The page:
Not limiting their activities to the earthly realm, American and British spies have infiltrated the fantasy worlds of World of Warcraft and Second Life, conducting surveillance and scooping up data in the online games played by millions of people across the globe, according to newly disclosed classified documents.
Fearing that terrorist or criminal networks could use the games to communicate secretly, move money or plot attacks, the documents show, intelligence operatives have entered terrain populated by digital avatars that include elves, gnomes and supermodels.
The spies have created make-believe characters to snoop and to try to recruit informers, while also collecting data and contents of communications between players, according to the documents, disclosed by the former National Security Agency contractor Edward J. Snowden. Because militants often rely on features common to video games — fake identities, voice and text chats, a way to conduct financial transactions — American and British intelligence agencies worried that they might be operating there, according to the papers.
via World of Spycraft: NSA and CIA Spied in Online Games – ProPublica.
This article discusses the poll for Time magazine’s Person of the Year award, and that Miley Cyrus is currently in the lead. However, it also brings up an issue that is relevant to class discussion. Two hackers are taking credit for developing a way to bypass the “one vote per person per day” rule and instead cast multiple votes a day for Miley, influencing her lead. This raises the question of security on the internet, as Time also mentioned that they have had issues with their POY poll being hacked in the past. This brings the legitimacy of the poll into question, and the issue of how to prevent the poll from being hacked in the future, if it is possible. Another interesting part from the article is that Snowden is currently in third in the voting, though he is 20% behind Miley.
In this slide from a National Security Agency presentation on “Google Cloud Exploitation,” a sketch shows where the “Public Internet” meets the internal “Google Cloud” where user data resides. Two engineers with close ties to Google exploded in profanity when they saw the drawing.
The National Security Agency has secretly broken into the main communications links that connect Yahoo and Google data centers around the world, according to documents obtained from former NSA contractor Edward Snowden and interviews with knowledgeable officials.
By tapping those links, the agency has positioned itself to collect at will from among hundreds of millions of user accounts, many of them belonging to Americans. The NSA does not keep everything it collects, but it keeps a lot.
via NSA infiltrates links to Yahoo, Google data centers worldwide, Snowden documents say – The Washington Post.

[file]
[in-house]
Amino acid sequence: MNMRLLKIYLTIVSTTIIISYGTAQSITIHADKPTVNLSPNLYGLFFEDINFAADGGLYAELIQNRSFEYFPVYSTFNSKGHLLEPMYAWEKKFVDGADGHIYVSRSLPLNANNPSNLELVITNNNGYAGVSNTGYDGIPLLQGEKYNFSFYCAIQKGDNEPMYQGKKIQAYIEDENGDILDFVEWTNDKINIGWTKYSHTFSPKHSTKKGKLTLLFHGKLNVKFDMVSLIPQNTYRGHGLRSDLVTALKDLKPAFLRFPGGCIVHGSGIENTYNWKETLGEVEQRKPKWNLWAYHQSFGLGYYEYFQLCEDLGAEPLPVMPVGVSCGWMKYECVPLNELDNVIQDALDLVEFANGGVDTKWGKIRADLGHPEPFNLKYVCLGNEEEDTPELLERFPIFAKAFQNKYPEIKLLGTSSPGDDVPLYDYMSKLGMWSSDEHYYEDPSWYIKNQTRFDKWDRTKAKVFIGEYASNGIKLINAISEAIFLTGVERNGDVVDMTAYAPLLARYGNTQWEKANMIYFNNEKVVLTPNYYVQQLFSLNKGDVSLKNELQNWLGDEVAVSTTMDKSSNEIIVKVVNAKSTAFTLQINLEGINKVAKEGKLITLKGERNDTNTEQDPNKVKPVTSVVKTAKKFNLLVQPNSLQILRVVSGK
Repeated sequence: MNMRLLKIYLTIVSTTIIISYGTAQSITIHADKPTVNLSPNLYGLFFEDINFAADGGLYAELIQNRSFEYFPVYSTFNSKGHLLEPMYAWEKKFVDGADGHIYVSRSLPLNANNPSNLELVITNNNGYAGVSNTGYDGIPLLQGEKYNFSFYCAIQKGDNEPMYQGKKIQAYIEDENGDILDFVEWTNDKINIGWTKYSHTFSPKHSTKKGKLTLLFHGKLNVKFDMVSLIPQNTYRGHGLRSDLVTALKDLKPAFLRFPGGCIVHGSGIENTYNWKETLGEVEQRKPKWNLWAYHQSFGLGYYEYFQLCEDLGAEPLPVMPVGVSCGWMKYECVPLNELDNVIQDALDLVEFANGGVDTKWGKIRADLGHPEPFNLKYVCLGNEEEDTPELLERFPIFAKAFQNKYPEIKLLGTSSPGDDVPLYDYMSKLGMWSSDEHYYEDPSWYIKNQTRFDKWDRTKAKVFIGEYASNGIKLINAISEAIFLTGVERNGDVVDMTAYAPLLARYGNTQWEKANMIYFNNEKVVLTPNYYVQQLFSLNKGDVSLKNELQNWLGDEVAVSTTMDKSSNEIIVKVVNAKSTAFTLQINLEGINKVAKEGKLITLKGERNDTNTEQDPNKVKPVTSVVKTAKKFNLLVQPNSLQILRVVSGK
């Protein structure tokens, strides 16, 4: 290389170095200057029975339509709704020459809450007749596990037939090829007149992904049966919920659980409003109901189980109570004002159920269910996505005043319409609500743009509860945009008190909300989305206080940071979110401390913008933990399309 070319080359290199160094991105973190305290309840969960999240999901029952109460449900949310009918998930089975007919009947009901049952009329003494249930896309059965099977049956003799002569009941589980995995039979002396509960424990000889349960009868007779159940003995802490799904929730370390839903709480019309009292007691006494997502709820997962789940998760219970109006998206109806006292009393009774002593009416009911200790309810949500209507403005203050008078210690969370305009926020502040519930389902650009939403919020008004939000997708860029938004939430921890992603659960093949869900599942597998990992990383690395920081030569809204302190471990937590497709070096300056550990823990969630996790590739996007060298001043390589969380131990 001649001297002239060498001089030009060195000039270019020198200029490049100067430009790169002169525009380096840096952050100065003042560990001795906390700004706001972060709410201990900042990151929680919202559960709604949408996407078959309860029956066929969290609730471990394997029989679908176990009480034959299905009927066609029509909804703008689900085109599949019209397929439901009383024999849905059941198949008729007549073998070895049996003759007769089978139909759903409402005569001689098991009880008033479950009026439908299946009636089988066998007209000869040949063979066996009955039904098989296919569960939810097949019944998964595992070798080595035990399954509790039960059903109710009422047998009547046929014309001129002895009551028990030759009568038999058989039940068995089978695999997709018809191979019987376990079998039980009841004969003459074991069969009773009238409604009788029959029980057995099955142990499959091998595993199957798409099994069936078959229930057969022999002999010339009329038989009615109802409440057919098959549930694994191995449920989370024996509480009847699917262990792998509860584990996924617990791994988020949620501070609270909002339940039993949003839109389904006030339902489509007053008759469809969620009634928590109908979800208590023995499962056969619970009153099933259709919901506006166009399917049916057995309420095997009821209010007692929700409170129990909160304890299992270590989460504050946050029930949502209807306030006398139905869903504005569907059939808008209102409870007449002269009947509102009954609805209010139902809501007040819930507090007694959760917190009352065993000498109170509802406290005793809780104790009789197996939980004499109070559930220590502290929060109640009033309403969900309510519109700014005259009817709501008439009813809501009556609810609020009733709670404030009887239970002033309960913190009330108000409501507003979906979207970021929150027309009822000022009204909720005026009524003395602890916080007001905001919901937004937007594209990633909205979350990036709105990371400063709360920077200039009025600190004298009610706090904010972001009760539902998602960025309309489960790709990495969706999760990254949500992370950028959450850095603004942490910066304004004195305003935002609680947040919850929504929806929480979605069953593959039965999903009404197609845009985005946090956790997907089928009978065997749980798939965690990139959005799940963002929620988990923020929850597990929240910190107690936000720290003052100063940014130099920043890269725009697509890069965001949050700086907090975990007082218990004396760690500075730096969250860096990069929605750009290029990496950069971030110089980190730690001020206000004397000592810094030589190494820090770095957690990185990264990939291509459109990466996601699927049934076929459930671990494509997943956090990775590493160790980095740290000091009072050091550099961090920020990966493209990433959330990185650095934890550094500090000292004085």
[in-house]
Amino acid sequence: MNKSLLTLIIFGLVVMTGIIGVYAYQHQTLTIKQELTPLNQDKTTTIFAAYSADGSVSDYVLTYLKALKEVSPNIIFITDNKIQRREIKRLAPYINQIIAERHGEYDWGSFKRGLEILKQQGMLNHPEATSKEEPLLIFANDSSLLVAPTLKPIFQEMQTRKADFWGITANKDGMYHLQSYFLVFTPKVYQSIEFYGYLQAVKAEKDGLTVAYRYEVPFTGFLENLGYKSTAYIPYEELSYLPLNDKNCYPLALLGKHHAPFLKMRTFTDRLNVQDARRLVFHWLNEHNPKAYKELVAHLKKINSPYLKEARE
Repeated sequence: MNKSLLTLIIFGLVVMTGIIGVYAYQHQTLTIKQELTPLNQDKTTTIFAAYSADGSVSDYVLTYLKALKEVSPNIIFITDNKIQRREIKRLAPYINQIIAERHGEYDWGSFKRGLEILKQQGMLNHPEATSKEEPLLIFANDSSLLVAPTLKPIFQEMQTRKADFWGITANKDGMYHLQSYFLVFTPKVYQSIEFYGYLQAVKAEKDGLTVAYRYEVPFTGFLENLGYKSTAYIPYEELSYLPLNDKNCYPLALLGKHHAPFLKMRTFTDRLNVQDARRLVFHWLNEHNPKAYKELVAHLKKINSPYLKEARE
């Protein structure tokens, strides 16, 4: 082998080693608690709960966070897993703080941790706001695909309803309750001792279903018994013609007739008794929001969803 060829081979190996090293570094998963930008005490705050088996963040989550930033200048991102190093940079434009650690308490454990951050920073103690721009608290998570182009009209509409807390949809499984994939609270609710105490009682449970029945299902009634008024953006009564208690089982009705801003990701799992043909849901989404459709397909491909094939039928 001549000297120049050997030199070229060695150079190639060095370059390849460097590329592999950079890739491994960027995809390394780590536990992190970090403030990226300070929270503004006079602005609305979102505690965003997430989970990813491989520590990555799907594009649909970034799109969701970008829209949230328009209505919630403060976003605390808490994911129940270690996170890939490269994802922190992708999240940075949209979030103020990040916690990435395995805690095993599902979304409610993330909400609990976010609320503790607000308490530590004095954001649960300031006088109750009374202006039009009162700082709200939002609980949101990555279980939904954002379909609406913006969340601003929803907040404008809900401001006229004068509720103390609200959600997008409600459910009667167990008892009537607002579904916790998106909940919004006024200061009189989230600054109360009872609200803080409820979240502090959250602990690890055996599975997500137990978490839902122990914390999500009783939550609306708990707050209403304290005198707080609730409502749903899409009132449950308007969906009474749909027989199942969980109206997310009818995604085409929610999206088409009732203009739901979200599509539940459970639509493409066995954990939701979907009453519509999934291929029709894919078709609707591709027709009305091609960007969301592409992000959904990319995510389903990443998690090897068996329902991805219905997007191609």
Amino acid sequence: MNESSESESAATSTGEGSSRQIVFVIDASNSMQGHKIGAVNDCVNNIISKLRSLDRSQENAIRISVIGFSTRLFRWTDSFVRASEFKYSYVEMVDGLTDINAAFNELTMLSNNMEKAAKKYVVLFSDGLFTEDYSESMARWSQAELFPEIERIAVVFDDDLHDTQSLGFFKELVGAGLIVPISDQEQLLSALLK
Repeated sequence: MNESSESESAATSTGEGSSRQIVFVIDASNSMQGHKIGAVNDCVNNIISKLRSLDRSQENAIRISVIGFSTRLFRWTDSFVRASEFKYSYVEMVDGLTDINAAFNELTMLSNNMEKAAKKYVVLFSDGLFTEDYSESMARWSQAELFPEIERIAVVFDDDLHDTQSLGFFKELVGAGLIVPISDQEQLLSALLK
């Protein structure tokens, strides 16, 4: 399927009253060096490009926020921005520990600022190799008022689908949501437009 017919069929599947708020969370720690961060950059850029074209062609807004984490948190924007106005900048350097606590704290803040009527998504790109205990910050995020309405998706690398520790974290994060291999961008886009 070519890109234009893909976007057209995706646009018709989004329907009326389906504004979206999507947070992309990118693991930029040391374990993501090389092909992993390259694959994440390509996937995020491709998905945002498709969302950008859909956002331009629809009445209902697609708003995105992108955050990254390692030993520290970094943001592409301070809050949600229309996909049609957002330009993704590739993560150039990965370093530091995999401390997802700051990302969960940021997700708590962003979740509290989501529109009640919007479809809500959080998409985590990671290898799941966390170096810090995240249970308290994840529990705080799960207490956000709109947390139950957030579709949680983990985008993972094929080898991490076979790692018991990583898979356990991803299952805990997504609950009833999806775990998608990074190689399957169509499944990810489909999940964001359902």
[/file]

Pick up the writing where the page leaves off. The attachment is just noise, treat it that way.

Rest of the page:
Leaks from Edward Snowden earlier this year have lead to hundreds of stories by the Guardian and other news outlets that examine the tension between personal privacy and national security. Our reporting has sparked a global debate about the full extent of the NSA’s actions to collect personal data. Our latest story, published Monday, is about MARINA, an NSA application that stores the metadata of millions of web users for up to a year. Read through the full NSA Files archive here.
So, what do you want to know? We will answer as many questions as possible, but of course this is sensitive information. We’ll do the best we can.
via We’re Glenn Greenwald and Janine Gibson of the Guardian US, and we’ve been breaking stories on the NSA Files since June. AUA! : IAmA.
WASHINGTON — As the nation’s spy agencies assess the fallout from disclosures about their surveillance programs, some government analysts and senior officials have made a startling finding: the impact of a leaked terrorist plot by Al Qaeda in August has caused more immediate damage to American counterterrorism efforts than the thousands of classified documents disclosed by Edward Snowden, the former National Security Agency contractor.
via Qaeda Plot Leak Has Undermined U.S. Intelligence – NYTimes.com.
In 2005, a National Security Agency employee was given his first day of access to the United States’ SIGINT (signals intelligence) capability. So what did he do with his vast powers?
According to a newly published letter (PDF) by the NSA Office of the Inspector General (OIG), “he queried six e-mail addresses belonging to a former girlfriend, a U.S. person, without authorization.”
An internal NSA audit four days later revealed this violation. His punishment?
“A reduction in grade, 45 days restriction, 45 days of extra duty, and half pay for two months. It was recommended that the subject not be given a security clearance.”
via LOVEINT: On his first day of work, NSA employee spied on ex-girlfriend | Ars Technica.